The Moth Chase

Elevating the Art of Procrastanalysis – Academics wasting time on pop culture

Twlight – the books

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Read below for the original email exchange that started the blog.

Natalie was writing a proposal for a conference paper on the Twilight series and knew Kathryn had been doing some theological work on vampires, and so we began a conversation over email that developed into the seed for the first post of this pop culture blog.

Hi Kathryn,

I have a quick question – I’m putting together a conference paper proposal on the Twilight book series (it’s for a panel on zombies which I’ve convinced the organizer to extend to vampires so I can write something I’ll actually enjoy).  I think you said you had been doing some work on vampires, and just wondered if you had come across any particularly helpful sources, magazine articles, or anything like that, that you would be willing to share.

ox,
Natalie

Dear Natalie,

Yes, I have been on a vampire jag, prompted by the new HBO series True Blood but expanding rapidly. I just finished the Twilight series. Though I didn’t think I could keep going after the first one, they hooked me later. What is up with the “you will be saved onto immortal life through pregnancy” and “the eternal life of the family” in Meyers’s books?! Crazy, right? Or maybe I am just reading them through the lens of Big Love. Yep, I think I am doing that. I’ll try to explain what I mean when I figure it out!  I have been thinking a lot about the different ways that the human women in each series (Sookie and Bella) respond to the vampires as a way to measure the limits of their own humanity and what they make of those limits.
Anyway, some books that have been fun so far:
–William Patrick Day, Vampire Legends in Contemporary American Culture
–Nina Auberbach, Our Vampires, Ourselves
–Paul Barber, Vampires, Burial and Death
–Eric Nuzum, The Dead Travel Fast

I am sure whatever you are saying will be great! What are you saying, by the way?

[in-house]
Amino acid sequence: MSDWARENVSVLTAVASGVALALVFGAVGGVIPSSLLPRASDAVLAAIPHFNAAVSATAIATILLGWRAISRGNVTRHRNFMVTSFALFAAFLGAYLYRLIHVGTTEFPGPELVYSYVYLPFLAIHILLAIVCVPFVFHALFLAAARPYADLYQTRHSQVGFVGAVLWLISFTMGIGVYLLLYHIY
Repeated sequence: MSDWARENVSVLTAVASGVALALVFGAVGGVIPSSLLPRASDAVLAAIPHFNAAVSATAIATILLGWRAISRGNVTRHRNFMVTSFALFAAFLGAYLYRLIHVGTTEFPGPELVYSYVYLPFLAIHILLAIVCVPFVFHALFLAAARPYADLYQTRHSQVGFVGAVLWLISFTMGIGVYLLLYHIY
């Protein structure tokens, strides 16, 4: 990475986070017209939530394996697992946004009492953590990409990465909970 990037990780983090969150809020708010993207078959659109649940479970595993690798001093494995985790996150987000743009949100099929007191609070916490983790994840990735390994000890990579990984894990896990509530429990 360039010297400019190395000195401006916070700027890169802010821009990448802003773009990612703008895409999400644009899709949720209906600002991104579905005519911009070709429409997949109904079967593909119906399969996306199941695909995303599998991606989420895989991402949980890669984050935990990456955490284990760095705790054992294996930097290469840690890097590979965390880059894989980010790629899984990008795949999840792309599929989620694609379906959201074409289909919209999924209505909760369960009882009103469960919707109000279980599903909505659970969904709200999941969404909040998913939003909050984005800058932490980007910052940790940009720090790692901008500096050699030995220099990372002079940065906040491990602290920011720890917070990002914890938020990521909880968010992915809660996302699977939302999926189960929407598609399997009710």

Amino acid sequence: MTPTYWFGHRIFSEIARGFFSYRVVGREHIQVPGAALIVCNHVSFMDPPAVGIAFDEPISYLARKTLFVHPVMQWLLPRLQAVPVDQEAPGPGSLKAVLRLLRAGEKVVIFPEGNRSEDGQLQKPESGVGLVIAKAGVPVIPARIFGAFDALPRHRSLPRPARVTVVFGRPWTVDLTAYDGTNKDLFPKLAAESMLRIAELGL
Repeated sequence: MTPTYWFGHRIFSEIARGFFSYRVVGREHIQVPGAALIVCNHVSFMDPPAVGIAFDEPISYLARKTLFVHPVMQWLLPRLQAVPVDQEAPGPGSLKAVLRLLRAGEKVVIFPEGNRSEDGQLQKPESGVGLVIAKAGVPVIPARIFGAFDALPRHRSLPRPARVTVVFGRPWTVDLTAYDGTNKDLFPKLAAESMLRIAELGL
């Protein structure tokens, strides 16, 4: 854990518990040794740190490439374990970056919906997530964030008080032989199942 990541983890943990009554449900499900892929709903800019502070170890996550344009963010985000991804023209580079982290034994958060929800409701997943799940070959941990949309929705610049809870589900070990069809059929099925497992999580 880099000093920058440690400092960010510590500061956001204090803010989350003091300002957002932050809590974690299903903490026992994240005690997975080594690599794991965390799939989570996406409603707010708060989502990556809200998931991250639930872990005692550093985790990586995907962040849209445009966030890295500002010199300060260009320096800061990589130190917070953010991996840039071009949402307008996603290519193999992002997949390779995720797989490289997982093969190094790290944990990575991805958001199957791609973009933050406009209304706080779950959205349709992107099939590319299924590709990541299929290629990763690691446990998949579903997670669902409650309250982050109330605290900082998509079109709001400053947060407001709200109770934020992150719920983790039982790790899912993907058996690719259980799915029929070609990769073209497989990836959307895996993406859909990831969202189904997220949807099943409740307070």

Kathryn

Hey Kathryn,

Hmm, well I’ve only just finished the first Twilight novel , so I’m excited to see this pregnancy storyline. The rest are arriving via Amazon prime tomorrow.

It sounds like we’ve actually been thinking along similar lines.  I got into thinking about vampires initially as a comparison to explain how much I hated zombies.  I realized that my hatred of the zombie character and my love of the vampire character grew out of the way each constructs, or has the potential to construct selfhood communally.  The gist of the interest was how in typical conversation (even dorky academic conversation), the basic acceptance seemed to be that zombies ‘lost’ their identity in their conversion, but vampires ‘maintained’ it – in a sense, heightened what they were as a type of super-self, but always as a type of preservation.  I began to wonder what that said about what we actually think a human being is or how we think humans live in the world as individuals and together.  I mean, how could such a comparison help us think about the importance of relationships and human experiences in the ways we think about being human beings?

As an even dorkier sidenote, this interest began with the character of Dorian Gray in the movie, League of Extraordinary Gentlemen – he walks through his library in this great scene, books flying everywhere, and I thought, “oh my gosh – if you’re immortal, you’ve got the time to read all those books! sigh”.

So I think the interesting thing about Edward is that Meyer leaves you to think that his mad skills are inherent to his nature (i.e. vampire, not human, nature).  If that is the case then Edward (and all people in Meyer’s world) comes fully made, with no possibility that agency, behavior, or skill are things acquired over time.  In fact, there is little about Edward’s character that indicates that his having a hundred years to develop as a person matters at all.  Whereas the Dorian Gray character, as well as other vampire characters I’ve known and loved, have their skills honed through centuries of practice, Edward’s skills and personhood seem to have been bestowed in some natural way by his becoming a vampire (despite his strong desire to ‘be human’ – whatever he takes that to mean… apparently, not to eat other humans).